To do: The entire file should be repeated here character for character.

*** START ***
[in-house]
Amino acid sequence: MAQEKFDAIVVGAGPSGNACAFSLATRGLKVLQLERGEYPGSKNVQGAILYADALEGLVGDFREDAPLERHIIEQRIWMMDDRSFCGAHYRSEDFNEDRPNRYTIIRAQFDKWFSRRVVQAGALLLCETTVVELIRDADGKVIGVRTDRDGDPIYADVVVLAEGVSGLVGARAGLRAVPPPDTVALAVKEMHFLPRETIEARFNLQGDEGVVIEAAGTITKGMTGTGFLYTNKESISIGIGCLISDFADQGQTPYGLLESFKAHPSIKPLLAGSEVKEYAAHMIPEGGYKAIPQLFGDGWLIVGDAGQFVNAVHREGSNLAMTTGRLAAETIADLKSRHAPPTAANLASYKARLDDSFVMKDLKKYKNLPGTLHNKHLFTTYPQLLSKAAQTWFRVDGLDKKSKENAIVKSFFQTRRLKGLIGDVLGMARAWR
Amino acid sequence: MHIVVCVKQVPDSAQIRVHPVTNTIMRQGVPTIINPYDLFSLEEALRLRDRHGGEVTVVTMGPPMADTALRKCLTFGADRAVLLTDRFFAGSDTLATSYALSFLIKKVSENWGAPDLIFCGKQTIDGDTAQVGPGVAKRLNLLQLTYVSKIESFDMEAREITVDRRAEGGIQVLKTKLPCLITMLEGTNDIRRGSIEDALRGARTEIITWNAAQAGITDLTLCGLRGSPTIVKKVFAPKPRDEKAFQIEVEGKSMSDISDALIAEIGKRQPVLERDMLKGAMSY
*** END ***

[in-house]
Amino acid sequence: MAQEKFDAIVVGAGPSGNACAFSLATRGLKVLQLERGEYPGSKNVQGAILYADALEGLVGDFREDAPLERHIIEQRIWMMDDRSFCGAHYRSEDFNEDRPNRYTIIRAQFDKWFSRRVVQAGALLLCETTVVELIRDADGKVIGVRTDRDGDPIYADVVVLAEGVSGLVGARAGLRAVPPPDTVALAVKEMHFLPRETIEARFNLQGDEGVVIEAAGTITKGMTGTGFLYTNKESISIGIGCLISDFADQGQTPYGLLESFKAHPSIKPLLAGSEVKEYAAHMIPEGGYKAIPQLFGDGWLIVGDAGQFVNAVHREGSNLAMTTGRLAAETIADLKSRHAPPTAANLASYKARLDDSFVMKDLKKYKNLPGTLHNKHLFTTYPQLLSKAAQTWFRVDGLDKKSKENAIVKSFFQTRRLKGLIGDVLGMARAWR
Amino acid sequence: MHIVVCVKQVPDSAQIRVHPVTNTIMRQGVPTIINPYDLFSLEEALRLRDRHGGEVTVVTMGPPMADTALRKCLTFGADRAVLLTDRFFAGSDTLATSYALSFLIKKVSENWGAPDLIFCGKQTIDGDTAQVGPGVAKRLNLLQLTYVSKIESFDMEAREITVDRRAEGGIQVLKTKLPCLITMLEGTNDIRRGSIEDALRGARTEIITWNAAQAGITDLTLCGLRGSPTIVKKVFAPKPRDEKAFQIEVEGKSMSDISDALIAEIGKRQPVLERDMLKGAMSY